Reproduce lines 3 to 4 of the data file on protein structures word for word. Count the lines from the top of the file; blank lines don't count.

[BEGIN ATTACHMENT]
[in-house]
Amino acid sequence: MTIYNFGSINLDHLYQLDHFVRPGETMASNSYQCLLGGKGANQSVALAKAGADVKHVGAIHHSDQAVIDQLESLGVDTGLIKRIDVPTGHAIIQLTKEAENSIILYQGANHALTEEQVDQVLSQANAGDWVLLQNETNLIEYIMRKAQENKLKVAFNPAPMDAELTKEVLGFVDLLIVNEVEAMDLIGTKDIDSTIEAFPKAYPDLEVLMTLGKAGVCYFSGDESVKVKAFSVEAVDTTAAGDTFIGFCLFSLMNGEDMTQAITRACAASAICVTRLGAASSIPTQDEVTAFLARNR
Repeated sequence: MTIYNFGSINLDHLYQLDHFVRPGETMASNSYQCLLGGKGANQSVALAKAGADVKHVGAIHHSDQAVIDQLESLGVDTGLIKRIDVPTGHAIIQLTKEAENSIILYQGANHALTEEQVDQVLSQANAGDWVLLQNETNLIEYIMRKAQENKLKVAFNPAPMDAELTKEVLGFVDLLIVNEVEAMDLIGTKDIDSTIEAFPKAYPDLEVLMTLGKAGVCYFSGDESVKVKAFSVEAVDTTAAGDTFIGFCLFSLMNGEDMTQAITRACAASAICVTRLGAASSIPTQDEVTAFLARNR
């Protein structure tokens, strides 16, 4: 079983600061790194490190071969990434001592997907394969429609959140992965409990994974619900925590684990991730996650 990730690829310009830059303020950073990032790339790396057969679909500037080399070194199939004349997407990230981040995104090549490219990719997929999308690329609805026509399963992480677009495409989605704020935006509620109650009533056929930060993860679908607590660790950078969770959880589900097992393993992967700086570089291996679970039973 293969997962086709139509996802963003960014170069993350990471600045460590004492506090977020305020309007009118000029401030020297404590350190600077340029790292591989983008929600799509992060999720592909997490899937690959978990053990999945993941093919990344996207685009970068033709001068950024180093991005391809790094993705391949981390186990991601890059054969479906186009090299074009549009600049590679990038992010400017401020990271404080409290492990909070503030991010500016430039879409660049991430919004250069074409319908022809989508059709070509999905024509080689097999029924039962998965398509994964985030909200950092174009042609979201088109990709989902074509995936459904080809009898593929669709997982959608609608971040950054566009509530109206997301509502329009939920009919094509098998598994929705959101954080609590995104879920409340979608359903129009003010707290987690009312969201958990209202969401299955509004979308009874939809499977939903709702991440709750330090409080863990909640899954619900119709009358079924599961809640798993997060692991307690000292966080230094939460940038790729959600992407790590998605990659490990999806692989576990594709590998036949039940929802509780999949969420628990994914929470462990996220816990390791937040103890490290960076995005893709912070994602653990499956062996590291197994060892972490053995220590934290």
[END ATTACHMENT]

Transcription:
Repeated sequence: MTIYNFGSINLDHLYQLDHFVRPGETMASNSYQCLLGGKGANQSVALAKAGADVKHVGAIHHSDQAVIDQLESLGVDTGLIKRIDVPTGHAIIQLTKEAENSIILYQGANHALTEEQVDQVLSQANAGDWVLLQNETNLIEYIMRKAQENKLKVAFNPAPMDAELTKEVLGFVDLLIVNEVEAMDLIGTKDIDSTIEAFPKAYPDLEVLMTLGKAGVCYFSGDESVKVKAFSVEAVDTTAAGDTFIGFCLFSLMNGEDMTQAITRACAASAICVTRLGAASSIPTQDEVTAFLARNR
């Protein structure tokens, strides 16, 4: 079983600061790194490190071969990434001592997907394969429609959140992965409990994974619900925590684990991730996650 990730690829310009830059303020950073990032790339790396057969679909500037080399070194199939004349997407990230981040995104090549490219990719997929999308690329609805026509399963992480677009495409989605704020935006509620109650009533056929930060993860679908607590660790950078969770959880589900097992393993992967700086570089291996679970039973 293969997962086709139509996802963003960014170069993350990471600045460590004492506090977020305020309007009118000029401030020297404590350190600077340029790292591989983008929600799509992060999720592909997490899937690959978990053990999945993941093919990344996207685009970068033709001068950024180093991005391809790094993705391949981390186990991601890059054969479906186009090299074009549009600049590679990038992010400017401020990271404080409290492990909070503030991010500016430039879409660049991430919004250069074409319908022809989508059709070509999905024509080689097999029924039962998965398509994964985030909200950092174009042609979201088109990709989902074509995936459904080809009898593929669709997982959608609608971040950054566009509530109206997301509502329009939920009919094509098998598994929705959101954080609590995104879920409340979608359903129009003010707290987690009312969201958990209202969401299955509004979308009874939809499977939903709702991440709750330090409080863990909640899954619900119709009358079924599961809640798993997060692991307690000292966080230094939460940038790729959600992407790590998605990659490990999806692989576990594709590998036949039940929802509780999949969420628990994914929470462990996220816990390791937040103890490290960076995005893709912070994602653990499956062996590291197994060892972490053995220590934290």